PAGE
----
Lamenting Print Journalism’s Decline

Many have lamented the decline of print journals. My own regrets are rather selective. I was not at all sorry to see Newsweek cancel its print edition. But I was genuinely saddened to read just a few days ago that by the end of the year Homiletic & Pastoral Review will only be available online. HPR had a prestigious history of quality religious writing that stretched back more than a century. I began contributing to the publication under the editorship of Kenneth Baker, SJ, who was in charge from 1971-2010.

Even by the late 1990s, as I recall, online journalism had killed off many of the smaller newsletters. I remember getting periodicals like The Dawson Newsletter and The Midwest Chesterton News in the mailbox. I miss them. They were inexpensive and the relatively small readership made for a cozy circle in the republic of letters. It is ironic that technology was both the making and the undoing of newsletters. Desktop publishing in the 1980s witnessed an outpouring of garage press periodicals, yet just as this technology was reaching its apogee, along came the internet which obviated postage and printing costs and, in the process, the hard-copy gazettes altogether.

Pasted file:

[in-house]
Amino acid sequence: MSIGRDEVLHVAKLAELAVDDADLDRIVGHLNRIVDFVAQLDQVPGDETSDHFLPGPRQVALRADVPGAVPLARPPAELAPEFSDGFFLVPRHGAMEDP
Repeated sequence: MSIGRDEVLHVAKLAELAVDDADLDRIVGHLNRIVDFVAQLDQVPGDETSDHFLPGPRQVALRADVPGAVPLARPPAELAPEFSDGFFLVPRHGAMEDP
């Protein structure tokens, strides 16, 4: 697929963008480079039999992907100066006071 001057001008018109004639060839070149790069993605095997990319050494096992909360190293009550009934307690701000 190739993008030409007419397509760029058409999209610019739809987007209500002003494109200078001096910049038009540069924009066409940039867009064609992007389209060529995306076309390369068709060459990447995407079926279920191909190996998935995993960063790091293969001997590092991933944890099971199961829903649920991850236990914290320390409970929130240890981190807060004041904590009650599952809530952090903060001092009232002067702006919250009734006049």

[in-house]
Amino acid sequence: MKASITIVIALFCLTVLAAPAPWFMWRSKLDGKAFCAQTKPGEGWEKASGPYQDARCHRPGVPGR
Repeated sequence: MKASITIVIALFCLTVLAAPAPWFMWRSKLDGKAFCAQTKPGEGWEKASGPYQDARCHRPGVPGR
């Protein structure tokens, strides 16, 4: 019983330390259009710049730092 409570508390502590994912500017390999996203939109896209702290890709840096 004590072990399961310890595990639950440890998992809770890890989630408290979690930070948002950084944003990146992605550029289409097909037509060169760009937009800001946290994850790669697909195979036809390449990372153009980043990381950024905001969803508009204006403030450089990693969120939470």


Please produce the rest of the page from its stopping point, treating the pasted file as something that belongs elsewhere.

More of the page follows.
Granted I’m like most people when it comes to preferring the ease and cost-effectiveness of online journalism for current events, as well as the freedom of choice. But with more thoughtful essays, that lend themselves to greater reflection and study than ephemeral news items, I’d rather cradle a bound volume with real two-sided pages in my hands. Longer pieces should be perused at leisure, perhaps in a quiet setting far away from the distractions of the computer. Needless to say, electronic books don’t interest me in the least.

It is to be hoped that some print journals will continue hold their ground. There is still City Journal, Policy Review and New Oxford Review. May they persevere!

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